Federal programs to address foreclosures are targeting primary residences only, and have left investors out of the equation. This is contributing to an epidemic of multiple foreclosures, and banks are offering little relief. Meanwhile, millions of empty homes have become a new urban blight, dragging down property values. See the following article from Housing Predictor for more on this.
Multiple foreclosure properties mortgaged by investors contribute to more than a third of all homes being foreclosed, according to a new study conducted by Housing Predictor. The crisis is leading investors who once bought the property in hopes of turning a profit to increasingly call bankers to ask for mortgage modifications and forgiveness, but few are having any luck.
The study also showed that multiple investor owned properties are being foreclosed at a faster rate than owner occupied homes.
Some 36% of all foreclosures studied in the sampling of 50 of the largest U.S. housing markets shows a discouraging trend, which signifies that the foreclosure epidemic that has been running for more than two years is far from over.
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As veteran investors and first time investors see their homes default, the series of problems associated with the foreclosure crisis is broadening. U.S. Census figures now indicate that more than 3.4-million homes are vacant, and account for a sharp rise leading to an increase in crime and violent outbreaks in many metropolitan areas.
The pool of renters, however, is rising as more people lose their homes to foreclosure, but with high unemployment more of these former homeowners are moving in with relatives and friends to make living conditions affordable.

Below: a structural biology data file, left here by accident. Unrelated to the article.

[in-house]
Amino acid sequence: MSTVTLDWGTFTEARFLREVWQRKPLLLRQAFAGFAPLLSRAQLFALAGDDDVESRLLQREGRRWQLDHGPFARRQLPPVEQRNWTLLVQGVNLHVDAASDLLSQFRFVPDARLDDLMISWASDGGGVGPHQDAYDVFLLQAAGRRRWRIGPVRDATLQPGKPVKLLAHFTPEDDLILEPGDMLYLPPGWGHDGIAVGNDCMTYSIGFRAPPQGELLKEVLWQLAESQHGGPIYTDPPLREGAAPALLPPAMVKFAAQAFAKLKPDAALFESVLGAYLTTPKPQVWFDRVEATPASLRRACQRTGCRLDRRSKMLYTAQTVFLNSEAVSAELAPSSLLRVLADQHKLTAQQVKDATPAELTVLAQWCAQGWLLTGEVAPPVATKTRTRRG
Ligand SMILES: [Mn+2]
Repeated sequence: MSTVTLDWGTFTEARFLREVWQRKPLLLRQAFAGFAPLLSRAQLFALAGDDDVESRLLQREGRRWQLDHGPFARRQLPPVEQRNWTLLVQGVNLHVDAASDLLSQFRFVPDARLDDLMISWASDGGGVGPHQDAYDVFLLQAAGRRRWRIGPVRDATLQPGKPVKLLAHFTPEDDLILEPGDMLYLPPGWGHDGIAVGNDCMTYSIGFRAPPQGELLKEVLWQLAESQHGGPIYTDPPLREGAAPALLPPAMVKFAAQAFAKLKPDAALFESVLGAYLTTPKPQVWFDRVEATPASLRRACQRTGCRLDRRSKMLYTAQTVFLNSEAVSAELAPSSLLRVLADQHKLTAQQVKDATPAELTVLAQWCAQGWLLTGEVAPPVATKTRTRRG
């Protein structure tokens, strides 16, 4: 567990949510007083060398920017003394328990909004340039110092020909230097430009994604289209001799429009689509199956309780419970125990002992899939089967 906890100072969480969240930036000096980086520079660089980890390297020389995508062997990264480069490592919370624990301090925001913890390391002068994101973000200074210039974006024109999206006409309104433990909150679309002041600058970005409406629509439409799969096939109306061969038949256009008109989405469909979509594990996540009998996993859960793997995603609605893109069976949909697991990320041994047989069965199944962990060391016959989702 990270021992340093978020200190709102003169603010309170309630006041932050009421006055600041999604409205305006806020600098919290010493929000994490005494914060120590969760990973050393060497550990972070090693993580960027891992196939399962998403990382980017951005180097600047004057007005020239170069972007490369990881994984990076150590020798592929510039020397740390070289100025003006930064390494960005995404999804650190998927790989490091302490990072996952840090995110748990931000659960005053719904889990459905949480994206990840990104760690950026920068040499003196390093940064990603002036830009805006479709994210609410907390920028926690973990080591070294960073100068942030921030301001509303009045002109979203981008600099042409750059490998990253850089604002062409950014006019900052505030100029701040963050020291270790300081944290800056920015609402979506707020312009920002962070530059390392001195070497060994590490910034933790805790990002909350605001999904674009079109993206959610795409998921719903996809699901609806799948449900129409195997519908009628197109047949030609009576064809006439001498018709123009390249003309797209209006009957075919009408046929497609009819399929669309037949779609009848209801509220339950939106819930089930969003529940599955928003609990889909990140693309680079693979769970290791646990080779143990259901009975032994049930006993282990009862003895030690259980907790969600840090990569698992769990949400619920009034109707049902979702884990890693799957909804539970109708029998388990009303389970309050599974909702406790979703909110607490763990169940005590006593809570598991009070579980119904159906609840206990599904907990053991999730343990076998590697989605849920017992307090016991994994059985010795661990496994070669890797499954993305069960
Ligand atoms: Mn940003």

Because many investors thought that housing prices would keep rising during the boom, people who had never invested in properties besides their own principal residences bought more real estate. The crisis has now led bankers to the point that multiple foreclosure properties aren’t even tracked in their processes to proceed with foreclosure.
A stunning four in ten investors, who suffered foreclosures had at least three properties repossessed by the banks, the study showed. The figure is expected to rise as more mortgage holders lose confidence that they’ll see prices rebound in time for them to make any sort of a profit.
The crisis has sort of a leap frog effect on markets as foreclosures pressure the values of surrounding homes as bankers slash prices to reduce their inventories of foreclosed properties.
Three to 3.5-million foreclosures are forecast in 2010 alone as more mortgage holders feel at a loss to hold on any longer. Government programs to help owner occupants are showing improving trends to slow the volume of properties taken back by bankers. But since bankers feel little sympathy and government programs aren’t aimed at helping investors, the crisis is expected to have a huge impact on the overall economy.
This article has been republished from Housing Predictor. You can also view this article at Housing Predictor, a real estate analysis and forecasting site.